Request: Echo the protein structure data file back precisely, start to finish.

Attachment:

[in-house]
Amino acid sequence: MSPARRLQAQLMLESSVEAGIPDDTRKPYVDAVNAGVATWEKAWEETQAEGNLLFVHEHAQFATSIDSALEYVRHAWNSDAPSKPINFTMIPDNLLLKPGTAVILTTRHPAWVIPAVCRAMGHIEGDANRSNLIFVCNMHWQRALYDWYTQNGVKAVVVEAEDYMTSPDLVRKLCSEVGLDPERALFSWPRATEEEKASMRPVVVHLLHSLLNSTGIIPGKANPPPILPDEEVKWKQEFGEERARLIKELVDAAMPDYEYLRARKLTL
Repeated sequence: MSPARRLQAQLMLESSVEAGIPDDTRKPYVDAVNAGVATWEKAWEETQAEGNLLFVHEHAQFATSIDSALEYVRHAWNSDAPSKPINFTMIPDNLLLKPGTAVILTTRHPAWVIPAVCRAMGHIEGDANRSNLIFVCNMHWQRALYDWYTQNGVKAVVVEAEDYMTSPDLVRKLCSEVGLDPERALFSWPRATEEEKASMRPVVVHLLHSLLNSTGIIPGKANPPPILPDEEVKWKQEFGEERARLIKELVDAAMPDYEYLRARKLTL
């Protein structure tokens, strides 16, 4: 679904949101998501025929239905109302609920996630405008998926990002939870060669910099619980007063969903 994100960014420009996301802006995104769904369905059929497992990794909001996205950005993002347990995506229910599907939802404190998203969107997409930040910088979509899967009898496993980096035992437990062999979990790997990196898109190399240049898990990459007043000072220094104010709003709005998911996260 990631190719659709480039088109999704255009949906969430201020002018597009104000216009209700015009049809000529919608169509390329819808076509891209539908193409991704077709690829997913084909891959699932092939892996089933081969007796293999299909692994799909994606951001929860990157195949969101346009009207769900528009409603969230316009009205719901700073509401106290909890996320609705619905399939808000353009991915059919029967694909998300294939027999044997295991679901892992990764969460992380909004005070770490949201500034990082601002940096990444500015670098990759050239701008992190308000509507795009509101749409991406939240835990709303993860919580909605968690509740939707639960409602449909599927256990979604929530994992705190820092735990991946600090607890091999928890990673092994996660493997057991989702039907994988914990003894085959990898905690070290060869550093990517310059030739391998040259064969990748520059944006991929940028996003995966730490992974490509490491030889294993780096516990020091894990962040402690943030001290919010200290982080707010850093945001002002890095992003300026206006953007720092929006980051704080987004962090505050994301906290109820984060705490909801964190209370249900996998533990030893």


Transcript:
[in-house]
Amino acid sequence: MSPARRLQAQLMLESSVEAGIPDDTRKPYVDAVNAGVATWEKAWEETQAEGNLLFVHEHAQFATSIDSALEYVRHAWNSDAPSKPINFTMIPDNLLLKPGTAVILTTRHPAWVIPAVCRAMGHIEGDANRSNLIFVCNMHWQRALYDWYTQNGVKAVVVEAEDYMTSPDLVRKLCSEVGLDPERALFSWPRATEEEKASMRPVVVHLLHSLLNSTGIIPGKANPPPILPDEEVKWKQEFGEERARLIKELVDAAMPDYEYLRARKLTL
Repeated sequence: MSPARRLQAQLMLESSVEAGIPDDTRKPYVDAVNAGVATWEKAWEETQAEGNLLFVHEHAQFATSIDSALEYVRHAWNSDAPSKPINFTMIPDNLLLKPGTAVILTTRHPAWVIPAVCRAMGHIEGDANRSNLIFVCNMHWQRALYDWYTQNGVKAVVVEAEDYMTSPDLVRKLCSEVGLDPERALFSWPRATEEEKASMRPVVVHLLHSLLNSTGIIPGKANPPPILPDEEVKWKQEFGEERARLIKELVDAAMPDYEYLRARKLTL
């Protein structure tokens, strides 16, 4: 679904949101998501025929239905109302609920996630405008998926990002939870060669910099619980007063969903 994100960014420009996301802006995104769904369905059929497992990794909001996205950005993002347990995506229910599907939802404190998203969107997409930040910088979509899967009898496993980096035992437990062999979990790997990196898109190399240049898990990459007043000072220094104010709003709005998911996260 990631190719659709480039088109999704255009949906969430201020002018597009104000216009209700015009049809000529919608169509390329819808076509891209539908193409991704077709690829997913084909891959699932092939892996089933081969007796293999299909692994799909994606951001929860990157195949969101346009009207769900528009409603969230316009009205719901700073509401106290909890996320609705619905399939808000353009991915059919029967694909998300294939027999044997295991679901892992990764969460992380909004005070770490949201500034990082601002940096990444500015670098990759050239701008992190308000509507795009509101749409991406939240835990709303993860919580909605968690509740939707639960409602449909599927256990979604929530994992705190820092735990991946600090607890091999928890990673092994996660493997057991989702039907994988914990003894085959990898905690070290060869550093990517310059030739391998040259064969990748520059944006991929940028996003995966730490992974490509490491030889294993780096516990020091894990962040402690943030001290919010200290982080707010850093945001002002890095992003300026206006953007720092929006980051704080987004962090505050994301906290109820984060705490909801964190209370249900996998533990030893």